The origins of the city are lost in the mists of time: the historical University hypothesizes that in the seventeenth century. B.C. the first Greek settlers found themselves facing imposing ruins that testified to a vanished civilization; some scholars argue that Ceglie was founded by Diomedes, returning from the Trojan war.
The certain news, however, date back to thirteen centuries BC, as handed down by Herodotus, a Greek historian of the fifth century BC. In the fourth and fifth century. B.C. Ceglie (Kailia) was the military capital of Messapia and was surrounded by four circles of walls. The city supported tough wars with Taranto, which for commercial reasons and prestige sought an outlet on the Adriatic. 473 BC was the decisive year that saw Taranto conquer and destroy Carovigno (Karpina), but the decisive battle was lost by the tarantini on the hills of Ceglie where the cavalry tarantina was pulverized by an inexorable slaughter, as Herodotus says, “never seen before”. The road of the Adriatic was definitively blocked in Taranto, which since then has not waged war against the Messapians. Of that victory the Messapians did not want to take advantage, it would have been easy to get down the plain and conquer Taranto.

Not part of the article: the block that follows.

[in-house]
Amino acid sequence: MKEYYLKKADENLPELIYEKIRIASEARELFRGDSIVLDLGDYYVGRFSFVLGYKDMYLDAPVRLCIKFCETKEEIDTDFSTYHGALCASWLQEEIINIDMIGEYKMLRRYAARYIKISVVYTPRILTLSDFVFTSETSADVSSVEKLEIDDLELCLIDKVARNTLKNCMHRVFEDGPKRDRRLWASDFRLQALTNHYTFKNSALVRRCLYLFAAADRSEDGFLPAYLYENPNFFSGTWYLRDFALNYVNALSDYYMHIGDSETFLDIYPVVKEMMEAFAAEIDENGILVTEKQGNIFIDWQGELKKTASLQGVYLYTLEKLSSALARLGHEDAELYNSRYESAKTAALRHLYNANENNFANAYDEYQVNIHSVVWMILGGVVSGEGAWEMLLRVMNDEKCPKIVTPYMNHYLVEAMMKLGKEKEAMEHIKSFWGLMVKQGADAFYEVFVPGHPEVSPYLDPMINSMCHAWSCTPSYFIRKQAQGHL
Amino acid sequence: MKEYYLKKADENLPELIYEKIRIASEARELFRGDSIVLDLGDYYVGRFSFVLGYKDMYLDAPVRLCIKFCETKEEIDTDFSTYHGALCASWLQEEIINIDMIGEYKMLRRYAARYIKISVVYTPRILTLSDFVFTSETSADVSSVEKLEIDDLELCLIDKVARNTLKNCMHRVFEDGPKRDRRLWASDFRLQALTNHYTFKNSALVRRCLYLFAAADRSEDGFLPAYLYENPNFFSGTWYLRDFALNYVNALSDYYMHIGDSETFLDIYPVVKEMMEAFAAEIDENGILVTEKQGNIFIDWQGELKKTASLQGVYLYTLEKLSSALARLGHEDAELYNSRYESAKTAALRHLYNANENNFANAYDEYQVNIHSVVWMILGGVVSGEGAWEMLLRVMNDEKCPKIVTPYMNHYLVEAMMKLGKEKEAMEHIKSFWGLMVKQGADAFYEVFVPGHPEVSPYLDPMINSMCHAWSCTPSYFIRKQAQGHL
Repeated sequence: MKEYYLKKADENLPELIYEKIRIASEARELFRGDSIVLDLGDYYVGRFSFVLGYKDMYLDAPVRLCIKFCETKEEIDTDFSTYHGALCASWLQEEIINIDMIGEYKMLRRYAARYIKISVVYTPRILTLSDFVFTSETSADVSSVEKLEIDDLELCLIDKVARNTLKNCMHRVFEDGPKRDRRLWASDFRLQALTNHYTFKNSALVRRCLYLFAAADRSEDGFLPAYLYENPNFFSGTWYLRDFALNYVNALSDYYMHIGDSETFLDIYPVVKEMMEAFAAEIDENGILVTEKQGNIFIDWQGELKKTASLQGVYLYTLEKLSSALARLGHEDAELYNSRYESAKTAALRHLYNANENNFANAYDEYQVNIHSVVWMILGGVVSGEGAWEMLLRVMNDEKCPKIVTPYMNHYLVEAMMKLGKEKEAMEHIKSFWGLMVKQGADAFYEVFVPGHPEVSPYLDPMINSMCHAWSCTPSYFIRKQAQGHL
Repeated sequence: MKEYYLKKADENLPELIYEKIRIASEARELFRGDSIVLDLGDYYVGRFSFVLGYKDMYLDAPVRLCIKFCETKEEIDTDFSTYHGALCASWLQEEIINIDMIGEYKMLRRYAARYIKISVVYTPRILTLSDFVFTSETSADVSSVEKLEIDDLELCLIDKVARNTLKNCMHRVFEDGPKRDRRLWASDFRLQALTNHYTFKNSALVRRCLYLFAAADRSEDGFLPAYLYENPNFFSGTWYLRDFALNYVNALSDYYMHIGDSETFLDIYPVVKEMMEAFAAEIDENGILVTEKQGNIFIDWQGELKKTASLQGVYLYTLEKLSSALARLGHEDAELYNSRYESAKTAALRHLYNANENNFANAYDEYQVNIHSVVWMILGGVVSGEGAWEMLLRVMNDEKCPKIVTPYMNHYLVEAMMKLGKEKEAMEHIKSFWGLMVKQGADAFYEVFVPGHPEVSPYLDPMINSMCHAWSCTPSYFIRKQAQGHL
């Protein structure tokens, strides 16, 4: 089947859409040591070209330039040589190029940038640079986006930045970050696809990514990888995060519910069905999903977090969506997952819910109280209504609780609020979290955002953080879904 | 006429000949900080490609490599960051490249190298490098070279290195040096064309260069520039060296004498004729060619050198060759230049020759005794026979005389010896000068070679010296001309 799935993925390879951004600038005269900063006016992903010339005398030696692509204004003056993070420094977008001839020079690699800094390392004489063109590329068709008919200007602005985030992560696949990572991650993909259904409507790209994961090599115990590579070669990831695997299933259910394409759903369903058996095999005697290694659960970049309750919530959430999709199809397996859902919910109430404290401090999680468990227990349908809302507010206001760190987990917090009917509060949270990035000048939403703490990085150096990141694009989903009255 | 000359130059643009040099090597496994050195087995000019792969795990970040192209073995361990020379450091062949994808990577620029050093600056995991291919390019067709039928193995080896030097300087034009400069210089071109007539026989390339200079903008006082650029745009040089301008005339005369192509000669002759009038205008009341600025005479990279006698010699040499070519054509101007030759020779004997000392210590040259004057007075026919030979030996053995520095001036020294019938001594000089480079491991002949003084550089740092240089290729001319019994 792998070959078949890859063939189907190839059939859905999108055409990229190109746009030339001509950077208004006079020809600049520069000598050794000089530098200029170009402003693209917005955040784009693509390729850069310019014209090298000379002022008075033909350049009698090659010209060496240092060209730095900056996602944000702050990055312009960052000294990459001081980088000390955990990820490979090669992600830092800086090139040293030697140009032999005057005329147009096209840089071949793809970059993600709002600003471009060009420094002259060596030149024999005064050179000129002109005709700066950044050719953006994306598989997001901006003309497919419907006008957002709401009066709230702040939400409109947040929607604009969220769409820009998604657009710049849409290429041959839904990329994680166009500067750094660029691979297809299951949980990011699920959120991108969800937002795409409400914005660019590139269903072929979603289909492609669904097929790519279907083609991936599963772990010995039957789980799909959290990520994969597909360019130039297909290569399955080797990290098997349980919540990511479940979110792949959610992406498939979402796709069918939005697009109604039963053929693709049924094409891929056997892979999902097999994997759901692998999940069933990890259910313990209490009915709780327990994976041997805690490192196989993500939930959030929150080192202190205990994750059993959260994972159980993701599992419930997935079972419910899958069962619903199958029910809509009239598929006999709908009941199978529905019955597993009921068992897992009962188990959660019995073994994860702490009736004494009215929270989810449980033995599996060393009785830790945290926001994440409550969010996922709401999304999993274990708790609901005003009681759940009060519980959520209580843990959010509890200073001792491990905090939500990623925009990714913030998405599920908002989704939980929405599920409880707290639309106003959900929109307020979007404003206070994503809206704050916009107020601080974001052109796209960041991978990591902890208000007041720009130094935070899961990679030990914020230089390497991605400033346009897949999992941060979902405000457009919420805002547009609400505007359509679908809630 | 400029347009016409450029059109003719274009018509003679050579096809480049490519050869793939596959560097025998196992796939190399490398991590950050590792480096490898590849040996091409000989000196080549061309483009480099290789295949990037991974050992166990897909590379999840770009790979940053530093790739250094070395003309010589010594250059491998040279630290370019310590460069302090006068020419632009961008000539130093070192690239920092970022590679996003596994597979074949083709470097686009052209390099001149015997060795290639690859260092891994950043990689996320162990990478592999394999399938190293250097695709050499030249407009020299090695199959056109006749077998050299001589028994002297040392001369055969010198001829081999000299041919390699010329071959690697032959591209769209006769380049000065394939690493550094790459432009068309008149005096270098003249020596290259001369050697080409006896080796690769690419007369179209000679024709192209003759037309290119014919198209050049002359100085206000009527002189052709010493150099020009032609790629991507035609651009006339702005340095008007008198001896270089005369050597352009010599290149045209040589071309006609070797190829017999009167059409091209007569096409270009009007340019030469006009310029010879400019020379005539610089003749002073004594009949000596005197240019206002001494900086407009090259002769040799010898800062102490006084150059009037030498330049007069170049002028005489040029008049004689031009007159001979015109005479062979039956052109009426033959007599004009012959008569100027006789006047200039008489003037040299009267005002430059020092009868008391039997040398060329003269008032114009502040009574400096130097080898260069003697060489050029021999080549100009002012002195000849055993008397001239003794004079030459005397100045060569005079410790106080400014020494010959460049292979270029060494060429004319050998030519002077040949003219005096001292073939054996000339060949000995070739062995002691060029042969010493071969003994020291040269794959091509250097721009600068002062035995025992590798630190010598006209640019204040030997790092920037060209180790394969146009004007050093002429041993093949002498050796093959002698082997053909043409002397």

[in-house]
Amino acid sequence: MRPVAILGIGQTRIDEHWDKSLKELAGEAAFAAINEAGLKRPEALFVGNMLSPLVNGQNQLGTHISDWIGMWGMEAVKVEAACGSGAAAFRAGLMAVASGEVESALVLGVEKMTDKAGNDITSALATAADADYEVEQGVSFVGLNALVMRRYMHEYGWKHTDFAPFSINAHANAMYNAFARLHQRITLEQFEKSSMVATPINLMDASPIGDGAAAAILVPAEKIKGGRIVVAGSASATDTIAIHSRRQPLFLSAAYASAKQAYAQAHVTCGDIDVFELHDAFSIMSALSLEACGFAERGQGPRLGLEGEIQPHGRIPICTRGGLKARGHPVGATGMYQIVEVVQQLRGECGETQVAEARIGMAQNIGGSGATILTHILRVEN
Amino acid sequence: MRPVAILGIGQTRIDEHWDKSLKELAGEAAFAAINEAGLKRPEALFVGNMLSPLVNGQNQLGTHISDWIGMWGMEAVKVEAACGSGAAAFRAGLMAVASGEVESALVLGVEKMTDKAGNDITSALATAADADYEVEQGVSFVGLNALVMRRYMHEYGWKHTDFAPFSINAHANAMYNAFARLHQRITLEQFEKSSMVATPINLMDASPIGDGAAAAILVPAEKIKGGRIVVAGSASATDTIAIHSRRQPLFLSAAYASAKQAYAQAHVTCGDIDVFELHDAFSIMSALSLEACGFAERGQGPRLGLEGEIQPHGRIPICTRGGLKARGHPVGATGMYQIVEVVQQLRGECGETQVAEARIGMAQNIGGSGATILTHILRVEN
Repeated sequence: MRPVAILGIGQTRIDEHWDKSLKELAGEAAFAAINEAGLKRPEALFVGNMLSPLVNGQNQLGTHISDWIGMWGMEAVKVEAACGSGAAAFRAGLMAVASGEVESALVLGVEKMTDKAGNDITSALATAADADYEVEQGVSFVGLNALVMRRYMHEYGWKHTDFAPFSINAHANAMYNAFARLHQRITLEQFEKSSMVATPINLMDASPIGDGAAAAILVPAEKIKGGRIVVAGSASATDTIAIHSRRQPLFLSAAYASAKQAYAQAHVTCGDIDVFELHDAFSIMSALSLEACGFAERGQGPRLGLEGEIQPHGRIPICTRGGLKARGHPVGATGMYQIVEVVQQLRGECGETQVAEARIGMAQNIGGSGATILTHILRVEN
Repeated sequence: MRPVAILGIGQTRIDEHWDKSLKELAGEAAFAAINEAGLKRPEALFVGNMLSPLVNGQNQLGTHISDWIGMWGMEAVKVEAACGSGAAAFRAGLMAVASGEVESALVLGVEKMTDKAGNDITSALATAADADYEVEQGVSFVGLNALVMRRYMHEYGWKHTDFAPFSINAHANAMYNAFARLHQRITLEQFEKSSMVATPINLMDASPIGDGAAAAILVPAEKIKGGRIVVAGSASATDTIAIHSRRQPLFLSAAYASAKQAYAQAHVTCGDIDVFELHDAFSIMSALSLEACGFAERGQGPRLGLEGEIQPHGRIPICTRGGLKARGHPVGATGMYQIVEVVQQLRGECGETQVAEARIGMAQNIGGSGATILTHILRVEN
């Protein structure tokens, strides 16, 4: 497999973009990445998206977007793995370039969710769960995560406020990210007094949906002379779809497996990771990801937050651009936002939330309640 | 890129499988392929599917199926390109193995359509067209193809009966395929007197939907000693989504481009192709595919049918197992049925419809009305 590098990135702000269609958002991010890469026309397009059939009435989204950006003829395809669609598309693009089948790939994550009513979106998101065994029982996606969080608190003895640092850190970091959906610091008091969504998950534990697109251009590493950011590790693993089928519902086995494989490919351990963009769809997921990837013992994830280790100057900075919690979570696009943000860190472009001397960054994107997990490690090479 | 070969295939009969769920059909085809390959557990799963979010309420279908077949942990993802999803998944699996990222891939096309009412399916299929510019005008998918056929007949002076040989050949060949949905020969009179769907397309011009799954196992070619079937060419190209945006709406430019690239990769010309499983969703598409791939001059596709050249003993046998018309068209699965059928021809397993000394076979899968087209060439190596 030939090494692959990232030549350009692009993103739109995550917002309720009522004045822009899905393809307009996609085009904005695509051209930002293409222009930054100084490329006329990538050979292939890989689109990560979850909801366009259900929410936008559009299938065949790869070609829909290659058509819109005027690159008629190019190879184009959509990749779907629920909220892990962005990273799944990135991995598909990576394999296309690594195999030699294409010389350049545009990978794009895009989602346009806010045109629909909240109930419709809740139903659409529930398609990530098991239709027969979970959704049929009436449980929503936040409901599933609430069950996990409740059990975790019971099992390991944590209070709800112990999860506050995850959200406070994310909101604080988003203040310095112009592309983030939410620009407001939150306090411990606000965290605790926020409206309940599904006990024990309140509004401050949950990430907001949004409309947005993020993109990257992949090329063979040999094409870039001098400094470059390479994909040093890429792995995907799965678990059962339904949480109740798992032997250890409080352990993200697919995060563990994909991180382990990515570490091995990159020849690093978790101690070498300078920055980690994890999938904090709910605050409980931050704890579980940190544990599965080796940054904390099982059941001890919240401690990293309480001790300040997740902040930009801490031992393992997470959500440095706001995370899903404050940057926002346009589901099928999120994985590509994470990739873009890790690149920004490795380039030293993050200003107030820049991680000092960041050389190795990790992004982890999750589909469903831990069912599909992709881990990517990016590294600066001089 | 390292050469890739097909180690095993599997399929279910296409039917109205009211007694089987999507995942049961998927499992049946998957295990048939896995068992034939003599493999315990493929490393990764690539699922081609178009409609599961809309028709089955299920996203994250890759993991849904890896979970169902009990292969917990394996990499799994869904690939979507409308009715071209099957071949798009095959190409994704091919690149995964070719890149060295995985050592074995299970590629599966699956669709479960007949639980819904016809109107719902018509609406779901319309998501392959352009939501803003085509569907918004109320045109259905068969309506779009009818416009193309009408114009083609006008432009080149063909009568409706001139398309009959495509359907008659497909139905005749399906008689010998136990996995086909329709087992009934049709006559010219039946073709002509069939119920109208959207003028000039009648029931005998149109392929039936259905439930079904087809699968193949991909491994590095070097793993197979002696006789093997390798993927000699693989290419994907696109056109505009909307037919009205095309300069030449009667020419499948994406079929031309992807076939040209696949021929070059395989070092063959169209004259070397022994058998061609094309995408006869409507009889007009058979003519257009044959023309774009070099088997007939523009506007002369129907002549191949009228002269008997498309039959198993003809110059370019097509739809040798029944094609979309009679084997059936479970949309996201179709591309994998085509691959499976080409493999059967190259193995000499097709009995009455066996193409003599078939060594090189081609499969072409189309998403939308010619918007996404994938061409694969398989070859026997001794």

Of that time there are archaeological remains including the messapic walls and the mirrors. Of the civilization ‘messapica there are many archaeological finds such as vases, oil lamps, coins, small statues and many inscriptions preserved in various Italian and foreign museums (Berlin, Brindisi, Taranto, Egnazia, private collections and a small part in the local Messapian museum).
The city declined after the Roman conquest, which called it Caelia or Caelium (eyelash), being located on the last high hill before the Salento plain.